Data also show patterns. Take for example a child who hits himself. Data can tell us the function, or reason why this behaviour is happening. By data collecting on these instances of self-hitting, over time we can begin to develop a clear picture and establish a pattern to behaviour. Remember, behaviours don't just happen out of the blue, most, if not all behaviours serve a function or purpose. It can tell us if the child is hitting to get your attention, or to escape bath time, or to get a toy, or to tell you ‘stop go away’, or as a self-stimulatory behaviour. Data can tell us are there any other patterns, such as a specific time of day that this behaviour happens, if this behaviour only occurs with mum and not dad, etc. Gathering data over time can show these patterns, which provides us with crucial knowledge and informs us, for when it comes time to design our programs, to help support the individual in question.


Today, behaviour analysis is applied to areas such as mental health, addiction, acquired brain injury and rehabilitation, education and classroom management, dementia and Alzheimer's disease, developmental and intellectual disabilities and organisational behaviour management, but ABA is more widely known for its efficacy in Autism Spectrum Disorder.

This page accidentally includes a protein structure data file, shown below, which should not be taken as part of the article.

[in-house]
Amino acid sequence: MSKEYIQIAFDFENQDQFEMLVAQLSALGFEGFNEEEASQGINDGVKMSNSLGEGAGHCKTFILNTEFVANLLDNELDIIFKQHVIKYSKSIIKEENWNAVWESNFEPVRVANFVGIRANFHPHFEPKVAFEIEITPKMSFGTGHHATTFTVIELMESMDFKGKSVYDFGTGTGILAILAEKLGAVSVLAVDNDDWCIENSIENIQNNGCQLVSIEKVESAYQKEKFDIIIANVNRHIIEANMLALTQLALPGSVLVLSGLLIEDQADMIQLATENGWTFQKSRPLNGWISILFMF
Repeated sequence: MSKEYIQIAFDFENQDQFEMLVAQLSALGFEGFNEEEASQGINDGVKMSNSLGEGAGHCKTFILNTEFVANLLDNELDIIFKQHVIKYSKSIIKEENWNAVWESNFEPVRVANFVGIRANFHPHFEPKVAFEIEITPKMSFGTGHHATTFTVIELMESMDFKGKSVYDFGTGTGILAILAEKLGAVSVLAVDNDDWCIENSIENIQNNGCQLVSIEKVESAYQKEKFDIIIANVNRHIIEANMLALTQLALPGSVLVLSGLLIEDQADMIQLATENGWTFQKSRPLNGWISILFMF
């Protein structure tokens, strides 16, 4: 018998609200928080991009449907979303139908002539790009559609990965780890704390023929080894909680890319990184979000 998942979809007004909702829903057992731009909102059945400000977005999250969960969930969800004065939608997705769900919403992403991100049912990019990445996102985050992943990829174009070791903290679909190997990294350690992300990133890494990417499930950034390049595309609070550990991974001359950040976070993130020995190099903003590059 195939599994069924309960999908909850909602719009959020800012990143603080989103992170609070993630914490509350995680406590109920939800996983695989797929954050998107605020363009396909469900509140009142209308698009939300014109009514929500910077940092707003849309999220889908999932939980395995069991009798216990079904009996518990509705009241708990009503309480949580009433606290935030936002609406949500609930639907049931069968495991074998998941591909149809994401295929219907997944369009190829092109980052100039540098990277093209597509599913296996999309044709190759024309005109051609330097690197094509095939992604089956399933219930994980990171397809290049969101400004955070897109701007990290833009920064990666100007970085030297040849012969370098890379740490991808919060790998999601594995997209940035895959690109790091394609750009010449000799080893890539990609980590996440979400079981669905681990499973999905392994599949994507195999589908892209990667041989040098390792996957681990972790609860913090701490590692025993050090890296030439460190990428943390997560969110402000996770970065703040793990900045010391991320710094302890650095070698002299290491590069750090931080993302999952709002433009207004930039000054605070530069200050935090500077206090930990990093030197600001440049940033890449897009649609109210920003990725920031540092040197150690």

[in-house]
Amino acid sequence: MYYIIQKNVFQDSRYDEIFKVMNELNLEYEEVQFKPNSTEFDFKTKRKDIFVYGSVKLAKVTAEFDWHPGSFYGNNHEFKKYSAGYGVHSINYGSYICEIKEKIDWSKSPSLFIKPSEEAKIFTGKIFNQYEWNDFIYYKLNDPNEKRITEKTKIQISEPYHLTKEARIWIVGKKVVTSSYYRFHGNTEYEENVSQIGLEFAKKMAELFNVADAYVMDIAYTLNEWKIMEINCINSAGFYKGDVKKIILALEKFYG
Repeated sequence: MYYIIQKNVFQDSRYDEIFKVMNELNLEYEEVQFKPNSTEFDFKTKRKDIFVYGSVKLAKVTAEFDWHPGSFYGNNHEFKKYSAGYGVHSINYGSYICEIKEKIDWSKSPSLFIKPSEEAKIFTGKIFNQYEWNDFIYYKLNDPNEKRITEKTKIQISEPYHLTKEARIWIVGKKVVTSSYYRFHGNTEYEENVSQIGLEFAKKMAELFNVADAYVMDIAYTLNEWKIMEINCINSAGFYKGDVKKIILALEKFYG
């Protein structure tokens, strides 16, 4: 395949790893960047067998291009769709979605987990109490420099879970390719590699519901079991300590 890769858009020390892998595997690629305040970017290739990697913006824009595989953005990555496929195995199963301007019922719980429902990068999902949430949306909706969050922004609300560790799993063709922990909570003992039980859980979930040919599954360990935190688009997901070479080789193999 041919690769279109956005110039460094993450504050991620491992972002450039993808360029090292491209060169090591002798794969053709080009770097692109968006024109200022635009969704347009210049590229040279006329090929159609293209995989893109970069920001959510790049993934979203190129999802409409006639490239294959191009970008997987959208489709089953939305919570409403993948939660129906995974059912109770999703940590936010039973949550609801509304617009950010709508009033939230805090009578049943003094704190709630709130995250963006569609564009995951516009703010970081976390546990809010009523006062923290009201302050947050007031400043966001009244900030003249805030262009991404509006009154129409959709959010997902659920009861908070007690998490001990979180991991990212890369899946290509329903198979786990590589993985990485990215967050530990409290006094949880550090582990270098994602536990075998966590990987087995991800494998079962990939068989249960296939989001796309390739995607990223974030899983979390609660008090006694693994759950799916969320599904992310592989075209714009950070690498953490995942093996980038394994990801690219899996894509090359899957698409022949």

ABA is a widely recognised, scientifically validated and effective therapy option for Autism Spectrum Disorder.


-The National Research Council in America concluded in their book 'Children with Autism' (2001) that ABA was the best research supported treatment available and the most effective treatment for children presenting with autism.


-The American Academy of Paediatrics stated that children who receive early intensive behavioural treatment have been shown to make substantial gains in IQ, language, academic performance, and adaptive behaviours as well as some measures of social behaviour.


-The U.S Surgeon General and the New York State Department of Health have both endorsed ABA therapy.


-A United States District Court Judge ruled that withholding ABA from children with autism causes irreparable harm.


-The American Psychological Association stated that since medication on their own are rarely effective, behavioural interventions are crucial to help children with autism.


A link to reference the above mentioned are provided here, along with a summary of other sources, which attest to the efficacy of ABA.

Email: sarah.murrayaba@gmail.com

Tel: +353 85 776 8924